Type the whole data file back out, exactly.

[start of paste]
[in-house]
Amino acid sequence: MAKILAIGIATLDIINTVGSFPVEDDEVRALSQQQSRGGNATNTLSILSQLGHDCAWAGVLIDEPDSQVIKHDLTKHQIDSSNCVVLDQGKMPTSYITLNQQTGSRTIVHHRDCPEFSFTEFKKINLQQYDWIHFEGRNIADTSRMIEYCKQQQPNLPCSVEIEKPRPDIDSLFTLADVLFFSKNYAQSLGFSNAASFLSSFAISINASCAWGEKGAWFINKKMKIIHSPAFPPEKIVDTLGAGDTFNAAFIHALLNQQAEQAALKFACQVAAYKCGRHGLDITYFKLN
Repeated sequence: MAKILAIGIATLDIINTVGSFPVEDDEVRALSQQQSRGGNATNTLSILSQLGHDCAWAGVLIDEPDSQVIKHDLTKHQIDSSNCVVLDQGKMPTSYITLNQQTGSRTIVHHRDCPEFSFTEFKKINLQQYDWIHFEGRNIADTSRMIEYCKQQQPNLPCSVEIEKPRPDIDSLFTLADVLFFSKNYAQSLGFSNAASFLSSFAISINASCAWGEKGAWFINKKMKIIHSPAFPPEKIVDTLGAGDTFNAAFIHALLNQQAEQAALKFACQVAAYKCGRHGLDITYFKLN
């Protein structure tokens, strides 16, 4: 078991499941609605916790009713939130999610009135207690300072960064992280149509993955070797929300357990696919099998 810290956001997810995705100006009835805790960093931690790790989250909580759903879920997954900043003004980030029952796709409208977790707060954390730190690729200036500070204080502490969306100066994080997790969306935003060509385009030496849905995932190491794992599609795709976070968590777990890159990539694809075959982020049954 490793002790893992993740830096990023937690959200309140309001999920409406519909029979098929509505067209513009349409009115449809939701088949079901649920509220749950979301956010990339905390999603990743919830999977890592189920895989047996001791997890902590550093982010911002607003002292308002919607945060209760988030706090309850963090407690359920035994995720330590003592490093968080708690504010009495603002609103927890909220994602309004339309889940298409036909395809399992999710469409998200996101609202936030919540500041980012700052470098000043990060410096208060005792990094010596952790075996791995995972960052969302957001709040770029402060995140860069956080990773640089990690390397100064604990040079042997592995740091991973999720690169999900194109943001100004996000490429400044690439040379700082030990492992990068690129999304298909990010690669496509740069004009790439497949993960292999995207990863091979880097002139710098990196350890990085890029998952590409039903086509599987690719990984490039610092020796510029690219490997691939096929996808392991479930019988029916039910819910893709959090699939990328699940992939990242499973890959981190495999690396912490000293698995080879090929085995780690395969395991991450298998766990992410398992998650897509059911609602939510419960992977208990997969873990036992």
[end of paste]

[in-house]
Amino acid sequence: MAKILAIGIATLDIINTVGSFPVEDDEVRALSQQQSRGGNATNTLSILSQLGHDCAWAGVLIDEPDSQVIKHDLTKHQIDSSNCVVLDQGKMPTSYITLNQQTGSRTIVHHRDCPEFSFTEFKKINLQQYDWIHFEGRNIADTSRMIEYCKQQQPNLPCSVEIEKPRPDIDSLFTLADVLFFSKNYAQSLGFSNAASFLSSFAISINASCAWGEKGAWFINKKMKIIHSPAFPPEKIVDTLGAGDTFNAAFIHALLNQQAEQAALKFACQVAAYKCGRHGLDITYFKLN
Repeated sequence: MAKILAIGIATLDIINTVGSFPVEDDEVRALSQQQSRGGNATNTLSILSQLGHDCAWAGVLIDEPDSQVIKHDLTKHQIDSSNCVVLDQGKMPTSYITLNQQTGSRTIVHHRDCPEFSFTEFKKINLQQYDWIHFEGRNIADTSRMIEYCKQQQPNLPCSVEIEKPRPDIDSLFTLADVLFFSKNYAQSLGFSNAASFLSSFAISINASCAWGEKGAWFINKKMKIIHSPAFPPEKIVDTLGAGDTFNAAFIHALLNQQAEQAALKFACQVAAYKCGRHGLDITYFKLN
């Protein structure tokens, strides 16, 4: 078991499941609605916790009713939130999610009135207690300072960064992280149509993955070797929300357990696919099998 810290956001997810995705100006009835805790960093931690790790989250909580759903879920997954900043003004980030029952796709409208977790707060954390730190690729200036500070204080502490969306100066994080997790969306935003060509385009030496849905995932190491794992599609795709976070968590777990890159990539694809075959982020049954 490793002790893992993740830096990023937690959200309140309001999920409406519909029979098929509505067209513009349409009115449809939701088949079901649920509220749950979301956010990339905390999603990743919830999977890592189920895989047996001791997890902590550093982010911002607003002292308002919607945060209760988030706090309850963090407690359920035994995720330590003592490093968080708690504010009495603002609103927890909220994602309004339309889940298409036909395809399992999710469409998200996101609202936030919540500041980012700052470098000043990060410096208060005792990094010596952790075996791995995972960052969302957001709040770029402060995140860069956080990773640089990690390397100064604990040079042997592995740091991973999720690169999900194109943001100004996000490429400044690439040379700082030990492992990068690129999304298909990010690669496509740069004009790439497949993960292999995207990863091979880097002139710098990196350890990085890029998952590409039903086509599987690719990984490039610092020796510029690219490997691939096929996808392991479930019988029916039910819910893709959090699939990328699940992939990242499973890959981190495999690396912490000293698995080879090929085995780690395969395991991450298998766990992410398992998650897509059911609602939510419960992977208990997969873990036992």